- 1959-2009, predominant 1963-1992 (Creation)
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6.64 m of textual and graphic records (51 boxes)
14 sound reels : 1/4"
2 videocassettes : 3/4" Umatic ; b&w
Name of creator
Professor Richard B. Lee is an internationally known anthropologist who studies hunting and gathering societies and is particularly famous for his work on the !Kung San of Botswana. Born in Canada, Prof. Lee graduated from the University of Toronto in Anthropology with a B.A. in 1959 and an M.A. in 1961. He pursued his studies at the University of California Berkley, graduating with a Ph.D. in 1965. Concurrently, he was employed by Harvard University as a Graduate Research Anthropologist from 1963 to 1965 during which time (1963-64) he did his first of many field trips among the !Kung San bushmen of the Kalahari. From 1965 to 1967, he was a lecturer in Social Anthropology at Harvard and from 1967-70 was a research fellow in the Department of Social Relations and Centre for Behavioral Sciences at Harvard. For two years from 1970-72, he was associate professor of anthropology at Rutgers University before returning to the University of Toronto to take on the same position. By 1976 he had risen to the rank of professor and in 1999 was honored with the appointment to University Professor, a position he still holds.
Field research and grants to support them have been a significant part of Prof. Lee’s career and success. As part of the Kalahari Research Group out of Harvard, he studied and lived among the !Kung San numerous times including the 1963-64 year mentioned above, as well as a three year study funded by the N.I.M.H (National Institute of Mental Health) from 1967-70 with Harvard Anthropologist Irven DeVore. In 1982-83, he was Connaught Senior Fellow and took leave to study “Agriculture, the State and Capitalism: A Study of Large Scale Social Change”. He has been the recipient of funds from various other sources including the Canada Council and the Humanities and Social Science Research Council. His study of foraging societies has extended well beyond the !Kung San to include peoples in Tanzania, Namibia, Alaska, Australia, British Columbia, the Yukon and Labrador. Most recently his research has focused on the anthropology of health and the cultural and social factors in AIDS epidemic in southern Africa for which he has received funds from the National Institutes of Health (U.S.) via Columbia University School of Public Health as well as directly from the University of Toronto.
Prof. Lee has published over 100 articles and chapters in books. He has authored several books including Man the Hunter (1968), Kalahari Hunter Gathers (1976), Politics and History in Band Societies (1982) and The Dobe Ju/’hoansi (2003). Most recognized is his 1979 , The !Kung San: Men and Women and Work in a Foraging Society, listed in American Scientist list of the 100 most important works in science of the 20th century. Prof. Lee won the Anisfield-Wolf Award in Racial Relations for this same work from the Cleveland Foundation. He has also given numerous lectures at symposiums and meetings and is a sought after keynote speaker for groups worldwide.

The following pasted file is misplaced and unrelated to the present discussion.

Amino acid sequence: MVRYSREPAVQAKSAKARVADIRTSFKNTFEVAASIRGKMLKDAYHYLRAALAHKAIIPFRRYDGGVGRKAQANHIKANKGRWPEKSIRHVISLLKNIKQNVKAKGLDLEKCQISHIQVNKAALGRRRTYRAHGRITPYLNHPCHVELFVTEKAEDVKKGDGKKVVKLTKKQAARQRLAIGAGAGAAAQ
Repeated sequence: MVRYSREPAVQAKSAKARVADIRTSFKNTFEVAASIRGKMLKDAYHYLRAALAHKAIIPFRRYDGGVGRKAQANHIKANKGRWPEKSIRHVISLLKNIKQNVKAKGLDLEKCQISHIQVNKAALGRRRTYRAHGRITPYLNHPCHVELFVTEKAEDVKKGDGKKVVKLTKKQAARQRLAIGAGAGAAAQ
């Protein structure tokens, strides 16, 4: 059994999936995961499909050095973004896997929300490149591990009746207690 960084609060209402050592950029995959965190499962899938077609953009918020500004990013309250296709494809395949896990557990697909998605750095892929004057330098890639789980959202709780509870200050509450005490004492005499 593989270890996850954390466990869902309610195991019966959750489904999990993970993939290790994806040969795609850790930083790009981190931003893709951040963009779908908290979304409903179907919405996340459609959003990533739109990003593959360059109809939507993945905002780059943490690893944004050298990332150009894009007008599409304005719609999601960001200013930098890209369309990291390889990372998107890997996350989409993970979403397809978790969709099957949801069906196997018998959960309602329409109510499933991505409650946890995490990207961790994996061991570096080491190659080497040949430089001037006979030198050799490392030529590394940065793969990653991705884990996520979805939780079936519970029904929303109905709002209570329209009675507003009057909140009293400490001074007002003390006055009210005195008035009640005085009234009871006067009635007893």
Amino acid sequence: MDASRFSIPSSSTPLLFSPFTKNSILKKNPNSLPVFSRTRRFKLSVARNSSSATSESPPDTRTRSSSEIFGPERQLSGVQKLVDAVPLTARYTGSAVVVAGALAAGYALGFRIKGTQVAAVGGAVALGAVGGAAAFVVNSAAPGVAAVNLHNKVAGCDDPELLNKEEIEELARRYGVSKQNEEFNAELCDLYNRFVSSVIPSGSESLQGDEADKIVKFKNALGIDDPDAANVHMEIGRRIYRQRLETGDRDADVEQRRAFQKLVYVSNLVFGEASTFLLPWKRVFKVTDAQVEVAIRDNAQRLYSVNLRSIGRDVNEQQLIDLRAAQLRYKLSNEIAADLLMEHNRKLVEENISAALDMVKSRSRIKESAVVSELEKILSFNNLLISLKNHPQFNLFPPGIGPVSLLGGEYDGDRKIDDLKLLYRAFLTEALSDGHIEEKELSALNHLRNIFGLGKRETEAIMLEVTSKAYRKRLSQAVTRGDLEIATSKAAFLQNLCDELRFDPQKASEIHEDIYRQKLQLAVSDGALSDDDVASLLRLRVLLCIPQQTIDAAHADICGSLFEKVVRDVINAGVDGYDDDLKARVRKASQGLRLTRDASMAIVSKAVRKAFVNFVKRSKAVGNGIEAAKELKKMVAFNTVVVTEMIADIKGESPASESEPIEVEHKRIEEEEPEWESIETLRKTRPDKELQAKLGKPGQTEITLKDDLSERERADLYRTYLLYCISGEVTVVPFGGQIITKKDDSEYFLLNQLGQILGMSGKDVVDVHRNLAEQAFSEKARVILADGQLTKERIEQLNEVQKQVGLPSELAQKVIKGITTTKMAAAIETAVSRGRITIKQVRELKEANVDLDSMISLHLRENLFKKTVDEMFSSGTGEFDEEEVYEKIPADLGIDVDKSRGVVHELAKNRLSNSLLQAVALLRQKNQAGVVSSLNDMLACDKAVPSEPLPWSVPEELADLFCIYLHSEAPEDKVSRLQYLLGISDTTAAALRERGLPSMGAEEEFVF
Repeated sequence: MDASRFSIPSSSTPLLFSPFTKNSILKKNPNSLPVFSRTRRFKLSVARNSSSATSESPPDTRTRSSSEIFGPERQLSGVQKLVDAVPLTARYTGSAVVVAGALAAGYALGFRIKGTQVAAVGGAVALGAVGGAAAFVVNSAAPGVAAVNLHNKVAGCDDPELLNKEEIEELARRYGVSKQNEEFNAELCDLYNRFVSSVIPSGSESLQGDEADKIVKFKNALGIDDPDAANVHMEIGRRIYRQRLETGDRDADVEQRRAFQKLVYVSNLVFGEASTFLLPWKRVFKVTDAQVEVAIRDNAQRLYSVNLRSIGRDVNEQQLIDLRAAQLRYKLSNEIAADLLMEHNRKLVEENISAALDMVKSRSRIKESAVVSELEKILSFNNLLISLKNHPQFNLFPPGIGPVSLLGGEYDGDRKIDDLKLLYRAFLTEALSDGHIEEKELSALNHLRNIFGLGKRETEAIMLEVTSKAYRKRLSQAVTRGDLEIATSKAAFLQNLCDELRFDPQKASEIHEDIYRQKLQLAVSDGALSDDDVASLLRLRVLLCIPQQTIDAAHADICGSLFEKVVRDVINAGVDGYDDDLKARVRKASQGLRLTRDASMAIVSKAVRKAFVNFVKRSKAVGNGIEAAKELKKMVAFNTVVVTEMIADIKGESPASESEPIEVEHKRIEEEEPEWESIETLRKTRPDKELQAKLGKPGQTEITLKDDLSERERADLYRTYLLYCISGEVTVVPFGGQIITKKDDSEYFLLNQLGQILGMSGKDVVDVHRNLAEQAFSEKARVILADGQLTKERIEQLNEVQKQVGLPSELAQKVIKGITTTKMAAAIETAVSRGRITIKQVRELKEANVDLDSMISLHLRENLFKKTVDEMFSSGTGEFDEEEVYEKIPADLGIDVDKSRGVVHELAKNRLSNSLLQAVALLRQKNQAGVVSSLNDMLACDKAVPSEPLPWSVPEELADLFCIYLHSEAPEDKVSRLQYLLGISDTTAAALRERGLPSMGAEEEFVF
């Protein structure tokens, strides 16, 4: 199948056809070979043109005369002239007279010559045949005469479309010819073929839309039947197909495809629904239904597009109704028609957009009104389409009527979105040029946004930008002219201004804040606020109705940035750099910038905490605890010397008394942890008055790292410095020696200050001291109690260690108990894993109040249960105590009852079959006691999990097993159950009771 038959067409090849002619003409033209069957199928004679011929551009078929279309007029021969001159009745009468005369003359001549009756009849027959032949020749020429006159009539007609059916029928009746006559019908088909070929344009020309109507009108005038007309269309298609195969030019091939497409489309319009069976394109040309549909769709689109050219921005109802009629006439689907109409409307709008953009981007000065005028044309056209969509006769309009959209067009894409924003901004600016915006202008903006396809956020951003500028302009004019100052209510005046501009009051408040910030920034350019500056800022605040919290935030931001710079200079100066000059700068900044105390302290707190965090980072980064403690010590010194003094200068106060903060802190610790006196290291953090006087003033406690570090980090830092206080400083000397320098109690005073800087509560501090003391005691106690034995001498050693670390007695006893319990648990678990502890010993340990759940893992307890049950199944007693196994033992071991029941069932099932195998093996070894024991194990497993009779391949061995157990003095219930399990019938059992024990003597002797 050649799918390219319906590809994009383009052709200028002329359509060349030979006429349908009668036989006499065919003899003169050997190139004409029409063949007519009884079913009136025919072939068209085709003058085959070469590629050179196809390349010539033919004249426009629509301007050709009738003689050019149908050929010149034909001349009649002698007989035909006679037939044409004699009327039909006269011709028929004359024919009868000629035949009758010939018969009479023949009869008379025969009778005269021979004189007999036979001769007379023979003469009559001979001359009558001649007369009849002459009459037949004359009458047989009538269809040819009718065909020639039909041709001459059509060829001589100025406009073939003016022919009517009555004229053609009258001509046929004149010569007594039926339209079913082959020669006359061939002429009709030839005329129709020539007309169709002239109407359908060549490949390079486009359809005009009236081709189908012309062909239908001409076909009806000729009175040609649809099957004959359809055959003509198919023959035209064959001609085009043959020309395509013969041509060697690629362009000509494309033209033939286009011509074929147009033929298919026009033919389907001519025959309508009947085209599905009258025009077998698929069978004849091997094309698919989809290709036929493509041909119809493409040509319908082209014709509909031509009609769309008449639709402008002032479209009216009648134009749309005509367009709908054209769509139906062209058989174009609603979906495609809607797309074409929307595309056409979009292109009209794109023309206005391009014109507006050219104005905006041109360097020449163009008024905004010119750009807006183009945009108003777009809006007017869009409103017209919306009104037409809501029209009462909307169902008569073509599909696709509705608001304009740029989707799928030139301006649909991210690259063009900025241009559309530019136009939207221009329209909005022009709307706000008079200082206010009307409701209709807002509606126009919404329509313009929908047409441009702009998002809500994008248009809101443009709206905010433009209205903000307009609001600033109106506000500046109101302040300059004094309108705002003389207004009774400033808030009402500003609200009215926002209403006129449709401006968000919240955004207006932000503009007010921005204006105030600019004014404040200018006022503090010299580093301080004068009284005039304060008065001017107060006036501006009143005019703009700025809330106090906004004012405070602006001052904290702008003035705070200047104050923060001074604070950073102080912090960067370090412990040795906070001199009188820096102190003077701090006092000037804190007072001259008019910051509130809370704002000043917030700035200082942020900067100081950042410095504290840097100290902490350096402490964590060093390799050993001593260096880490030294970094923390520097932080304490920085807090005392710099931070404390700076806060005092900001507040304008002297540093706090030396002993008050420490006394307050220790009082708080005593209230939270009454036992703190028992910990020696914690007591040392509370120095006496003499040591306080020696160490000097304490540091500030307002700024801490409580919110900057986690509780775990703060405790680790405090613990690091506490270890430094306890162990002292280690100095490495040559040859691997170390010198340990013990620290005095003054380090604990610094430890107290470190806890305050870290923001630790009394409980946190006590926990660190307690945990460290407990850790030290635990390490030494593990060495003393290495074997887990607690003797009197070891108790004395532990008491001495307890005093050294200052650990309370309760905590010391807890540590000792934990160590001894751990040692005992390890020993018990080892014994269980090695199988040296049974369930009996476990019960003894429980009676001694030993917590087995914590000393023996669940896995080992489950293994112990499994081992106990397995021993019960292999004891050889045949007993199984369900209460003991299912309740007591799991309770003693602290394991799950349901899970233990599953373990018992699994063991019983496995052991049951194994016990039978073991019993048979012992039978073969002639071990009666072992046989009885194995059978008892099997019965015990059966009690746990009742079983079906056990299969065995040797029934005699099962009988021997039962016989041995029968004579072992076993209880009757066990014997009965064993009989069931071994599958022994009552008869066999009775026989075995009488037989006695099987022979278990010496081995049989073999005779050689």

Prof. Lee has been active in several professional associations including: the Association of American Anthropologists for which he organized several meetings and symposiums; founding member of Anthropologists for Radical Political Change; past president of the Canadian Anthropologist Society and the Canadian Ethnology Society. He has also been a referee for various publications (American Anthropologist, Current Anthropology) and granting agencies (Social Sciences and Humanities Research Council, Wenner-Gren Foundation and the National Science Foundation). He is a member of the Royal Society of Canada and is a Foreign Honorary Member of the American Academy of Arts and Sciences.
Prof. Richard Lee lives in Toronto and continues to research, publish and teach in the Department of Anthropology. He is also a sought after scholar for invited lectures world wide.
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Scope and content
While Richard Lee’s career as anthropologist spans some 40 years, the records accessioned as B2007-0018 documents mainly his early career, particularly his research on the !Kung San bushmen in the Kalahari. Included are research records, field notes, correspondence, papers, manuscripts, photographs and sound recordings found in several series of records. As well, there is a fair amount of documentation on the Kalahari Research Group itself. This was a group of mainly American anthropologists, of which Richard Lee was an early member.
Prof. Lee’s publishing activities is documented only to a limited degree, again during his early career from 1963 to 1975 (Series 4). Of significance is the manuscript for his acclaimed The !Kung San: Men and Women and Work in a Foraging Society. For researchers interested in the history of anthropology as a profession both in Canada and the United States, there are several files on the American Anthropological Association (Series 5) and the activist group Anthropologists for Radical Political Action. Finally, his early teaching career at Harvard University, Rutgers University and the University of Toronto from 1972 to 1975 is documented in Series 6.
A further accession of records (B2012-0012), includes continuation material in the existing series. The addition of two series, includes his student notebooks from his own university education here at the University of Toronto and at University Berkley (Series 8) and grant proposals and related paperwork (Series 7).
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